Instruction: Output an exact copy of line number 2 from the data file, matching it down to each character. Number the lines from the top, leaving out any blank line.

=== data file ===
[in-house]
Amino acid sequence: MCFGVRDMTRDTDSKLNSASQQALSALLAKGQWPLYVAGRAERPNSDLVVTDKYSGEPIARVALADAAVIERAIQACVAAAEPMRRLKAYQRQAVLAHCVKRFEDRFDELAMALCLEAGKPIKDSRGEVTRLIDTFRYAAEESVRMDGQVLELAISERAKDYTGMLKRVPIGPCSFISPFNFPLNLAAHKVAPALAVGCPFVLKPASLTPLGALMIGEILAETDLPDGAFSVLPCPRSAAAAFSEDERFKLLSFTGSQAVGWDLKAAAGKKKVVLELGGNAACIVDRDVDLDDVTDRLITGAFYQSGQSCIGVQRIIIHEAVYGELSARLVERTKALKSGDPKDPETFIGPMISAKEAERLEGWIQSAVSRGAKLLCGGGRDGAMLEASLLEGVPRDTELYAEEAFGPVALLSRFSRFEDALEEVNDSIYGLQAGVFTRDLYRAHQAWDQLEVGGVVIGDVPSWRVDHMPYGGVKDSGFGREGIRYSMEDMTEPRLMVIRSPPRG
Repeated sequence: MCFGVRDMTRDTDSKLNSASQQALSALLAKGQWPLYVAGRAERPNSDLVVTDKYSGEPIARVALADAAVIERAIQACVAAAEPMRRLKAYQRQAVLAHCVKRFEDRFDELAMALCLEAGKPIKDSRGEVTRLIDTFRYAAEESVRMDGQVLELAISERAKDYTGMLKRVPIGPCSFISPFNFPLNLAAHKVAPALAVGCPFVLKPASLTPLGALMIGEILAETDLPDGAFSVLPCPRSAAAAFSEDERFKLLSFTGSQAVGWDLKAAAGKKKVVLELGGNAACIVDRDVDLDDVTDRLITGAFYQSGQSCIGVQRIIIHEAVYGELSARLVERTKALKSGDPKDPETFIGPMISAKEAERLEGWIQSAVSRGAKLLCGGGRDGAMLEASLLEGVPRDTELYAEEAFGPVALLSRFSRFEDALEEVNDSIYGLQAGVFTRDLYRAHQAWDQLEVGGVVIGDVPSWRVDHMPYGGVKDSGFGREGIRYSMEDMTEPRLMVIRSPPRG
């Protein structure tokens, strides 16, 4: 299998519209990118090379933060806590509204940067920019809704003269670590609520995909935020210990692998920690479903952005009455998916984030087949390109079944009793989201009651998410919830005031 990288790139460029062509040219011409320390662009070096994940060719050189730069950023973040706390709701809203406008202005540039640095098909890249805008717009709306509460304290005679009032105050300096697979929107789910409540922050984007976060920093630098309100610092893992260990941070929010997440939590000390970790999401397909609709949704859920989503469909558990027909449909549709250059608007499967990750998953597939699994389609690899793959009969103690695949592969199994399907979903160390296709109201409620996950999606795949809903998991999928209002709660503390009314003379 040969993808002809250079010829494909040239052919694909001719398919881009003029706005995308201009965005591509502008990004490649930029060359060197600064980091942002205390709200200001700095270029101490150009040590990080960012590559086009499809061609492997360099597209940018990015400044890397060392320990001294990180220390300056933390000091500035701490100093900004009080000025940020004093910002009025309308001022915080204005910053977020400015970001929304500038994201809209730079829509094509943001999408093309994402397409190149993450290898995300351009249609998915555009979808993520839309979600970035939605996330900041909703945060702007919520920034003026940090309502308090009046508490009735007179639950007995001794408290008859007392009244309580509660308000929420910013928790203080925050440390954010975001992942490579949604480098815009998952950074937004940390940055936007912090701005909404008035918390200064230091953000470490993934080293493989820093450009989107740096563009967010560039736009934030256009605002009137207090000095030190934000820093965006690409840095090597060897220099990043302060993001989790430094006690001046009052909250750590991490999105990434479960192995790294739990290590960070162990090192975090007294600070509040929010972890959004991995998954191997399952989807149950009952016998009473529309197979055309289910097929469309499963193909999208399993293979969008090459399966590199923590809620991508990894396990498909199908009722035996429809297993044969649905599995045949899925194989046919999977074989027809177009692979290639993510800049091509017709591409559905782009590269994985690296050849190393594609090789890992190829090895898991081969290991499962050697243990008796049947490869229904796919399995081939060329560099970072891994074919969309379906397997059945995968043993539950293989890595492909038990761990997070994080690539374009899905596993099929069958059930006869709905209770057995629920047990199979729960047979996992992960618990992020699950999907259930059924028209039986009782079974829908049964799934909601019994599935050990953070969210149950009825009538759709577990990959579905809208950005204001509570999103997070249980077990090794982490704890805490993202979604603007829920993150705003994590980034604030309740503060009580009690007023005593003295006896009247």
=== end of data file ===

Amino acid sequence: MCFGVRDMTRDTDSKLNSASQQALSALLAKGQWPLYVAGRAERPNSDLVVTDKYSGEPIARVALADAAVIERAIQACVAAAEPMRRLKAYQRQAVLAHCVKRFEDRFDELAMALCLEAGKPIKDSRGEVTRLIDTFRYAAEESVRMDGQVLELAISERAKDYTGMLKRVPIGPCSFISPFNFPLNLAAHKVAPALAVGCPFVLKPASLTPLGALMIGEILAETDLPDGAFSVLPCPRSAAAAFSEDERFKLLSFTGSQAVGWDLKAAAGKKKVVLELGGNAACIVDRDVDLDDVTDRLITGAFYQSGQSCIGVQRIIIHEAVYGELSARLVERTKALKSGDPKDPETFIGPMISAKEAERLEGWIQSAVSRGAKLLCGGGRDGAMLEASLLEGVPRDTELYAEEAFGPVALLSRFSRFEDALEEVNDSIYGLQAGVFTRDLYRAHQAWDQLEVGGVVIGDVPSWRVDHMPYGGVKDSGFGREGIRYSMEDMTEPRLMVIRSPPRG